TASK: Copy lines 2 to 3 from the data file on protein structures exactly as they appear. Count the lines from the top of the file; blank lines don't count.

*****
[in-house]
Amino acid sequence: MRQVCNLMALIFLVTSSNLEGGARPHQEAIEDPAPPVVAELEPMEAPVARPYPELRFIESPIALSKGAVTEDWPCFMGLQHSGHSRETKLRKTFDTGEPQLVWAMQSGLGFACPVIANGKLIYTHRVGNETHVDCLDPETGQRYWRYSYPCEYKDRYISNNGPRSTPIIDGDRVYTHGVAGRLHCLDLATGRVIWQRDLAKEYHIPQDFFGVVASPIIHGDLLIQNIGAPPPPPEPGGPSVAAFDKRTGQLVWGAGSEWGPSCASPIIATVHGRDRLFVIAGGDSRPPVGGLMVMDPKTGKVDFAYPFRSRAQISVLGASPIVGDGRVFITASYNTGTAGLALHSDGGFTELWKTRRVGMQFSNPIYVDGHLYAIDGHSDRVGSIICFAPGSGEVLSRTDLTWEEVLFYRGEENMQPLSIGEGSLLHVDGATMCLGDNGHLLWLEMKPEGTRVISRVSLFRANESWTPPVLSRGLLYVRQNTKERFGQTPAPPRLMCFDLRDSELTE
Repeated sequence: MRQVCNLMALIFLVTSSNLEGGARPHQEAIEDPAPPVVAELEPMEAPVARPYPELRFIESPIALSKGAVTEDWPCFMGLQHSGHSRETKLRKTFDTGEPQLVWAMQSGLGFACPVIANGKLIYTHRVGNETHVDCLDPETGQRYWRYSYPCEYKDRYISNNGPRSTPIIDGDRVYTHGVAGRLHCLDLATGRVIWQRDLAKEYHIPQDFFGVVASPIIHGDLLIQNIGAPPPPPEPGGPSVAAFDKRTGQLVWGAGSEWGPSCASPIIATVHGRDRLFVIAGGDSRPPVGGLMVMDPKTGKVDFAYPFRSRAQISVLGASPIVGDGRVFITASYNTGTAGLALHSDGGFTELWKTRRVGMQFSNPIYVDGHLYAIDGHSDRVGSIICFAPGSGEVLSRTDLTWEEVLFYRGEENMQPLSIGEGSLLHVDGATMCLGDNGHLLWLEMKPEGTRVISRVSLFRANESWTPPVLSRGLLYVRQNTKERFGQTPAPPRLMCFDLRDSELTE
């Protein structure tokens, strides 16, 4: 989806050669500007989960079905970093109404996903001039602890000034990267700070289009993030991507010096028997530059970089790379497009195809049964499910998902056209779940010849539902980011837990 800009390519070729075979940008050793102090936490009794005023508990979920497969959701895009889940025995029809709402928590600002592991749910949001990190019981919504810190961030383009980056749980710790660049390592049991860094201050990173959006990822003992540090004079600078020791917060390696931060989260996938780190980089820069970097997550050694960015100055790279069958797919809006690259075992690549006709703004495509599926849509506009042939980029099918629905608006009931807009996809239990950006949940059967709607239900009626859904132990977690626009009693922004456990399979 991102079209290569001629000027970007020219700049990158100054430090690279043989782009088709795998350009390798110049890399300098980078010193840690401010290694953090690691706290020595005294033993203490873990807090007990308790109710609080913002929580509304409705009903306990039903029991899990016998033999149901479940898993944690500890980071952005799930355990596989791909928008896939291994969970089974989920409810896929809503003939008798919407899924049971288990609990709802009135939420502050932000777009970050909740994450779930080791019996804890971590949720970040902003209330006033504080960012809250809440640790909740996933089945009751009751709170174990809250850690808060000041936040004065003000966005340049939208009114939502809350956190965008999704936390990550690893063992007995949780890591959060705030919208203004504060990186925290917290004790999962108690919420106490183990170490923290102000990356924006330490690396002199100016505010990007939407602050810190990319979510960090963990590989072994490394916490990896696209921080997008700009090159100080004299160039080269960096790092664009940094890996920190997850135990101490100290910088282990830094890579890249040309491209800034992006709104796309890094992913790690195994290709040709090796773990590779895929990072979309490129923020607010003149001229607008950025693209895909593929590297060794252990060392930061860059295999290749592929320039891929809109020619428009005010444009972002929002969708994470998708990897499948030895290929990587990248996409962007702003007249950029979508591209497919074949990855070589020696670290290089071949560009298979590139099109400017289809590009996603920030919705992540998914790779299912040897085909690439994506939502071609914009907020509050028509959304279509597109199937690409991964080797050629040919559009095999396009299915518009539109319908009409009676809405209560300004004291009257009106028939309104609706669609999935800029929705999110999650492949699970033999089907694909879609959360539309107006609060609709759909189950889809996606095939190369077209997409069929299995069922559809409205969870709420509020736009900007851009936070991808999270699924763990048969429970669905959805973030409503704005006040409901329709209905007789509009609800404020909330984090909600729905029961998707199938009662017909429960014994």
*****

Amino acid sequence: MRQVCNLMALIFLVTSSNLEGGARPHQEAIEDPAPPVVAELEPMEAPVARPYPELRFIESPIALSKGAVTEDWPCFMGLQHSGHSRETKLRKTFDTGEPQLVWAMQSGLGFACPVIANGKLIYTHRVGNETHVDCLDPETGQRYWRYSYPCEYKDRYISNNGPRSTPIIDGDRVYTHGVAGRLHCLDLATGRVIWQRDLAKEYHIPQDFFGVVASPIIHGDLLIQNIGAPPPPPEPGGPSVAAFDKRTGQLVWGAGSEWGPSCASPIIATVHGRDRLFVIAGGDSRPPVGGLMVMDPKTGKVDFAYPFRSRAQISVLGASPIVGDGRVFITASYNTGTAGLALHSDGGFTELWKTRRVGMQFSNPIYVDGHLYAIDGHSDRVGSIICFAPGSGEVLSRTDLTWEEVLFYRGEENMQPLSIGEGSLLHVDGATMCLGDNGHLLWLEMKPEGTRVISRVSLFRANESWTPPVLSRGLLYVRQNTKERFGQTPAPPRLMCFDLRDSELTE
Repeated sequence: MRQVCNLMALIFLVTSSNLEGGARPHQEAIEDPAPPVVAELEPMEAPVARPYPELRFIESPIALSKGAVTEDWPCFMGLQHSGHSRETKLRKTFDTGEPQLVWAMQSGLGFACPVIANGKLIYTHRVGNETHVDCLDPETGQRYWRYSYPCEYKDRYISNNGPRSTPIIDGDRVYTHGVAGRLHCLDLATGRVIWQRDLAKEYHIPQDFFGVVASPIIHGDLLIQNIGAPPPPPEPGGPSVAAFDKRTGQLVWGAGSEWGPSCASPIIATVHGRDRLFVIAGGDSRPPVGGLMVMDPKTGKVDFAYPFRSRAQISVLGASPIVGDGRVFITASYNTGTAGLALHSDGGFTELWKTRRVGMQFSNPIYVDGHLYAIDGHSDRVGSIICFAPGSGEVLSRTDLTWEEVLFYRGEENMQPLSIGEGSLLHVDGATMCLGDNGHLLWLEMKPEGTRVISRVSLFRANESWTPPVLSRGLLYVRQNTKERFGQTPAPPRLMCFDLRDSELTE